There are a lot of people that choose to eat a gluten-free diet… but for people with Celiac disease, it is ESSENTIAL. May is Celiac Awareness Month, which brings light to those with both Celiac disease and gluten sensitivity. Want to learn about Celiac disease, the gluten-free diet, and whether or not YOU should be eating gluten-free? Then keep reading!
First, what is Celiac disease?
It is a hereditary, autoimmune disorder that damages the lining of the small intestine. The body’s immune system over-reacts to gluten in food or drinks, and this reaction damages the VILLI – which are the tiny, hair-like projections that line the small intestine.
Why are villi so important? VILLI are responsible for absorbing ALL vitamins and minerals from the food you eat! So, without properly functioning villi, your body can’t get enough nutrients! Long-term attacks on the villi can lead to malnourishment and eventual bone density loss, neurological disease, and certain cancers. Symptoms include indigestion, bloating, abdominal pain, weight loss, diarrhea, and sometimes even no physical indicators.
BUT … what if Celiac disease is ruled out but you still experience symptoms? Then you may have a GLUTEN SENSITIVITY (basically all the same symptoms but none of the autoimmune attacks on the villi)!
What is the treatment for Celiac disease and gluten sensitivity? … following a GLUTEN-FREE DIET!
So, what is the gluten-free diet?
Let’s start by defining what gluten is. GLUTEN is a protein found in wheat, rye, barley, and cross-contaminated oats, unless the oats are noted as gluten-free (… Use the acronym BROW to remember where gluten is found). Gluten makes dough elastic and gives bread its chewy texture.
By following a diet without BROW, your intestine is allowed to heal, and you will not experience unwanted indigestion symptoms. Remember, these ingredients are found in many food products like flours, breads, pasta, cereals, cakes, cookies, etc. – so you must read the ingredients label!!
The good news? Fruit, vegetables, low-fat or fat-free dairy, and lean proteins are all NATURALLY gluten-free. Plus, there are many grains and plant foods you can safely eat. The Academy of Nutrition and Dietetics has listed a few here: amaranth, buckwheat, corn, flax, legumes like beans, peas and lentils, millet, nuts, potatoes, quinoa, brown rice, seeds, soy, and tapioca. You may not be familiar with all of these grains and plant foods, but they are used in gluten-free products and you will see them in the ingredient list.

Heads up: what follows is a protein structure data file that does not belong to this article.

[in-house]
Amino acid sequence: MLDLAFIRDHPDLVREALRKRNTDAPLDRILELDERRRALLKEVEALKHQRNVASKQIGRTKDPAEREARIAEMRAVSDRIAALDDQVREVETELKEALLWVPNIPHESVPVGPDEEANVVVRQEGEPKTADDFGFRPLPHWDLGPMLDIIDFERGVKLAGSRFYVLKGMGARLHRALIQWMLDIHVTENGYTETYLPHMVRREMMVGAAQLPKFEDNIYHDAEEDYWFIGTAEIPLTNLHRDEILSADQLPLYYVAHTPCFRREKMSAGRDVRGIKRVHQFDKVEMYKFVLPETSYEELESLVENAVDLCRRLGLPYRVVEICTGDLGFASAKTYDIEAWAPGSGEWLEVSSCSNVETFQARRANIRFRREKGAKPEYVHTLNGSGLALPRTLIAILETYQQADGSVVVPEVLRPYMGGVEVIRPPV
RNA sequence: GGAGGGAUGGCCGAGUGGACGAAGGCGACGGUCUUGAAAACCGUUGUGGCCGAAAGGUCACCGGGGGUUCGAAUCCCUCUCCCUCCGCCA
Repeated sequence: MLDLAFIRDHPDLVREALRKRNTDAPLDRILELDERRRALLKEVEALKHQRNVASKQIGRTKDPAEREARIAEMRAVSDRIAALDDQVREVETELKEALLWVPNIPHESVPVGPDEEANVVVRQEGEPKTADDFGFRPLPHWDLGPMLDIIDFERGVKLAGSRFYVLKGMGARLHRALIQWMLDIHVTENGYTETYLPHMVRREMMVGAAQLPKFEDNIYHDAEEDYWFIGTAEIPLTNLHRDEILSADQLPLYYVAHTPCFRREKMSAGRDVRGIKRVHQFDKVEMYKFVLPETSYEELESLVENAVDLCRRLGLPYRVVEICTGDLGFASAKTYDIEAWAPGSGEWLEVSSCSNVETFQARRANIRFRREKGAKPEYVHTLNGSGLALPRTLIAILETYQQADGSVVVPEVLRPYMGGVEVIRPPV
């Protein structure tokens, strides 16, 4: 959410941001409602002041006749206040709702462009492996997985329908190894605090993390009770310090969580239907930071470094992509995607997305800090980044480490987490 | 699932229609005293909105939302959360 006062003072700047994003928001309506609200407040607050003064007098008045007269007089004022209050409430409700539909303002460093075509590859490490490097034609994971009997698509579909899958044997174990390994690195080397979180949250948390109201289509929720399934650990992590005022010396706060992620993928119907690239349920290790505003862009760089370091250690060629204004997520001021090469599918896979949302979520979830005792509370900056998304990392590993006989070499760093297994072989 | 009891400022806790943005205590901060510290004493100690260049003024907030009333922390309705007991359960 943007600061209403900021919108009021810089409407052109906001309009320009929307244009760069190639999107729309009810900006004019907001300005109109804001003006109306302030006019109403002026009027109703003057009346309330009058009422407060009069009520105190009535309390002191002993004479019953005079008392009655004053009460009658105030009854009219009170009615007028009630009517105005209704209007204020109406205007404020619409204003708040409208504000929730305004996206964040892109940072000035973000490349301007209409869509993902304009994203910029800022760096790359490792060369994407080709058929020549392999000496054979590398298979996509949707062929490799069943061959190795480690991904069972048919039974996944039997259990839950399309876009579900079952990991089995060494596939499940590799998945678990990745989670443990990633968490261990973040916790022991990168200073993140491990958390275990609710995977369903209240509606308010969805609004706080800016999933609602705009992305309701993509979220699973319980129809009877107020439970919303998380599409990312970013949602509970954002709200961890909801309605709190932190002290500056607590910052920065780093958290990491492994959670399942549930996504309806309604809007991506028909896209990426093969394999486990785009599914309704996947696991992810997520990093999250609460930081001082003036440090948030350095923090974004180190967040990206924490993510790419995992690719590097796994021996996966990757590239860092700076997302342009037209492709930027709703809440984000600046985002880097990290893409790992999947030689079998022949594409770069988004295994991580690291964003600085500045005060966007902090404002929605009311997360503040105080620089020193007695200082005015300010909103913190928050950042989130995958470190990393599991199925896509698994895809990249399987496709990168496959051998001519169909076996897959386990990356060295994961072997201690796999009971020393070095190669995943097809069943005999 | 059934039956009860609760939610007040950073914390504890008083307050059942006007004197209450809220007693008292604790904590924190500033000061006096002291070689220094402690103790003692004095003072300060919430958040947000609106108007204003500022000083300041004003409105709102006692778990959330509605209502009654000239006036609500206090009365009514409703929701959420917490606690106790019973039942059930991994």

So, should YOU eat gluten-free?
Lots of people jump on this diet to drop weight and get healthy, however, it is not a guarantee. Just because something is gluten-free doesn’t mean it is healthier. Take cookies for example… some believe gluten-free cookies are guilt-free, however, a cookie is a cookie. Sometimes gluten-free products are actually worse than the original… in any food processing, when you remove something, something else needs to be added into the product. In this case, when gluten is removed, typically extra sugars, saturated or trans fats, or other preservatives are added!
SO, WHAT’S THE TAKE HOME MESSAGE? If you don’t have Celiac disease and don’t have a gluten sensitivity, it is NOT recommended to follow a gluten-free way of eating. Whole wheat bread, sprouted grain bread, and other whole wheat products are great additions to the diet, and they all have gluten in them. They are loaded with fiber, vitamins, and minerals, and if your body can digest these food items… you should DEFINITELY include them. As always, it is best to fill your day with a variety of fruit, vegetables, fat-free or low-fat dairy, lean proteins, healthy fats, and whole grains to stay healthy and happy.
Looking to build a healthier lifestyle with the guidance and support of a Registered Dietitian Nutritionist? Reach out to me at info@NicoleOlenRDN.com today.